If they make films about women this will be a ‘risky’ venture since women cannot embody or represent the universal and profound themes that a man ‘naturally’ can. They will make ‘women’s films.’
The best female students can hope for is that the Irish Film Board’s interventions will create a more equal industry. The board has pledged to achieve gender parity in the allocation of funding within three years and also recently announced a funding initiative for female-led film projects.
The young women who graduate from media courses in the next few years will also have to contend with the pay gap that still exists. Even in the state broadcaster recently revealed figures show that almost three-quarters of those who earn more than €100,000-a-year are men. But more than half who earn less than €40,000 are women.
Despite some limited exceptions, like Independent.ie which has 50pc female participation, there's a clear and dominant trend of male lead outlets.
Whether in radio, television or print, women will generally spend their careers in organisations that are run by men, who still dominate in senior decision-making roles in Irish media industries. They hold 82pc of leadership positions. If women harbour any ambitions to edit a national newspaper title they will be one of not even a half dozen of women who have ever held that job in Ireland. Role models and sponsors will both be in short supply, except of course for RTE’s female Director General, also their first ever female DG, not exactly a fact to be celebrated in the year 2017.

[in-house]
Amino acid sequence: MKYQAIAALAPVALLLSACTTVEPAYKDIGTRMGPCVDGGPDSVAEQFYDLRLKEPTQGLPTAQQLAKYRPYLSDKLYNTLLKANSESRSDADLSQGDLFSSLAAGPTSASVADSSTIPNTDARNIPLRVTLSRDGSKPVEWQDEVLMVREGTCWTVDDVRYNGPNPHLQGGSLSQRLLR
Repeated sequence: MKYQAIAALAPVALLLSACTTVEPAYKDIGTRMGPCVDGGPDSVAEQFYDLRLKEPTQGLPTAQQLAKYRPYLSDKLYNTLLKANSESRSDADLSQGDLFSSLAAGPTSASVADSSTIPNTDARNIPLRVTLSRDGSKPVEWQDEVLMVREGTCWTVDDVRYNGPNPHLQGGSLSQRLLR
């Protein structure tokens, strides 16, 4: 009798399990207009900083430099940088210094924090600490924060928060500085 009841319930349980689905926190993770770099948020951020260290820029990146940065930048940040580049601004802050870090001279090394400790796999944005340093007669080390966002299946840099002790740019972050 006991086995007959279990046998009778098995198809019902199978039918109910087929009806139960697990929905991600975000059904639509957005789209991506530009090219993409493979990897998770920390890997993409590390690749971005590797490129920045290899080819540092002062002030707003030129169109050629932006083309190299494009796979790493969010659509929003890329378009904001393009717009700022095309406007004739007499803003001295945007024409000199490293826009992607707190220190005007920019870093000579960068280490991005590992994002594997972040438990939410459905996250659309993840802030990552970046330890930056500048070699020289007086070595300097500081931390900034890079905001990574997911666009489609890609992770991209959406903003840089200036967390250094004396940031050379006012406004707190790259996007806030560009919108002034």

Elsewhere there have been some positive developments including RTE's newly appointed Director General Dee Forbes - who is the first female DG to ever be appointed to the station.
There is a sense in the Irish media sector and society more broadly that gender inequality will eventually simply sort itself out - and it won’t.
If we merely wait for time to do the work, more women won’t get on air, we won’t get equal pay, we will be left to juggle care work and media work, we won’t get into management and we won’t change the situation for the better. Women have been attempting to do this since the late 1970s.
The female students of today face as tough a battle now as the generations before them the only difference is 50 years have passed. Why should these students wait another 50?
Dr Sarah Arnold & Dr Anne O’Brien lecture in Media Studies at Maynooth University
They're lazy, entitled and difficult to work with - or so the stereotypes would have us believe. The prevailing narrative about members of Generation Y (those born between the early 1980s and late 1990s, also known as 'millennials') is that they are a fleet of job-hoppers who think they're above the grunt work of an entry-level position; in other words, not the most desirable employees.